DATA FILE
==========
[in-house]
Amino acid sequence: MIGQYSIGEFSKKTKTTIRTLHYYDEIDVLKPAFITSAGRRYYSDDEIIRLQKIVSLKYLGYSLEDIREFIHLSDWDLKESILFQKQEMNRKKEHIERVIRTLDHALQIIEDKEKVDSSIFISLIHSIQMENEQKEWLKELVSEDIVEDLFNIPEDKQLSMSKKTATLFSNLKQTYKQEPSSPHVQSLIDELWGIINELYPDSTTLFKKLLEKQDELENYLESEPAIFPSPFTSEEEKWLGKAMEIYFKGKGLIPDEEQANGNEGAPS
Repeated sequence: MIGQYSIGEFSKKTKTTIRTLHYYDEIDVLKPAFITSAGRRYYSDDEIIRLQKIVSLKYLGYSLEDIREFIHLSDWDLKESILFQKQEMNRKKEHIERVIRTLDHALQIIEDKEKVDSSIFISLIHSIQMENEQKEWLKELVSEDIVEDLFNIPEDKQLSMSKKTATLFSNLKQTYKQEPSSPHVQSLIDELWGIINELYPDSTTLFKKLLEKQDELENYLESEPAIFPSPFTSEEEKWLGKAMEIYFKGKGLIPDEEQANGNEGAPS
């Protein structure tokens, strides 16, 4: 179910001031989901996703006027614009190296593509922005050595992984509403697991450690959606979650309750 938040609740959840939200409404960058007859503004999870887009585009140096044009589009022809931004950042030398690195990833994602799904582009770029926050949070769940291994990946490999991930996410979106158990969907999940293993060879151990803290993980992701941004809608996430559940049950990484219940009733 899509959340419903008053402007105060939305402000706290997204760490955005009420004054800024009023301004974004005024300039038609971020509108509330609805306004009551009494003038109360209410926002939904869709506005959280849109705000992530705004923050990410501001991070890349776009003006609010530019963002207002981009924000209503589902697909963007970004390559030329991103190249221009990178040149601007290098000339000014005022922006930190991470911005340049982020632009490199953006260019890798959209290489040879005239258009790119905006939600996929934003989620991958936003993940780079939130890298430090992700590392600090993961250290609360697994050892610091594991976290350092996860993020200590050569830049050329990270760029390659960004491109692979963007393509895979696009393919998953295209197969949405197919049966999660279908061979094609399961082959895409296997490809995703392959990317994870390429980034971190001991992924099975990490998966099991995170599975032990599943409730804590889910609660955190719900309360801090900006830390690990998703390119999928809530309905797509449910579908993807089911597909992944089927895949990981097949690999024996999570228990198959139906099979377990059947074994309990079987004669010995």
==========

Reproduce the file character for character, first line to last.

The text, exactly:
[in-house]
Amino acid sequence: MIGQYSIGEFSKKTKTTIRTLHYYDEIDVLKPAFITSAGRRYYSDDEIIRLQKIVSLKYLGYSLEDIREFIHLSDWDLKESILFQKQEMNRKKEHIERVIRTLDHALQIIEDKEKVDSSIFISLIHSIQMENEQKEWLKELVSEDIVEDLFNIPEDKQLSMSKKTATLFSNLKQTYKQEPSSPHVQSLIDELWGIINELYPDSTTLFKKLLEKQDELENYLESEPAIFPSPFTSEEEKWLGKAMEIYFKGKGLIPDEEQANGNEGAPS
Repeated sequence: MIGQYSIGEFSKKTKTTIRTLHYYDEIDVLKPAFITSAGRRYYSDDEIIRLQKIVSLKYLGYSLEDIREFIHLSDWDLKESILFQKQEMNRKKEHIERVIRTLDHALQIIEDKEKVDSSIFISLIHSIQMENEQKEWLKELVSEDIVEDLFNIPEDKQLSMSKKTATLFSNLKQTYKQEPSSPHVQSLIDELWGIINELYPDSTTLFKKLLEKQDELENYLESEPAIFPSPFTSEEEKWLGKAMEIYFKGKGLIPDEEQANGNEGAPS
């Protein structure tokens, strides 16, 4: 179910001031989901996703006027614009190296593509922005050595992984509403697991450690959606979650309750 938040609740959840939200409404960058007859503004999870887009585009140096044009589009022809931004950042030398690195990833994602799904582009770029926050949070769940291994990946490999991930996410979106158990969907999940293993060879151990803290993980992701941004809608996430559940049950990484219940009733 899509959340419903008053402007105060939305402000706290997204760490955005009420004054800024009023301004974004005024300039038609971020509108509330609805306004009551009494003038109360209410926002939904869709506005959280849109705000992530705004923050990410501001991070890349776009003006609010530019963002207002981009924000209503589902697909963007970004390559030329991103190249221009990178040149601007290098000339000014005022922006930190991470911005340049982020632009490199953006260019890798959209290489040879005239258009790119905006939600996929934003989620991958936003993940780079939130890298430090992700590392600090993961250290609360697994050892610091594991976290350092996860993020200590050569830049050329990270760029390659960004491109692979963007393509895979696009393919998953295209197969949405197919049966999660279908061979094609399961082959895409296997490809995703392959990317994870390429980034971190001991992924099975990490998966099991995170599975032990599943409730804590889910609660955190719900309360801090900006830390690990998703390119999928809530309905797509449910579908993807089911597909992944089927895949990981097949690999024996999570228990198959139906099979377990059947074994309990079987004669010995």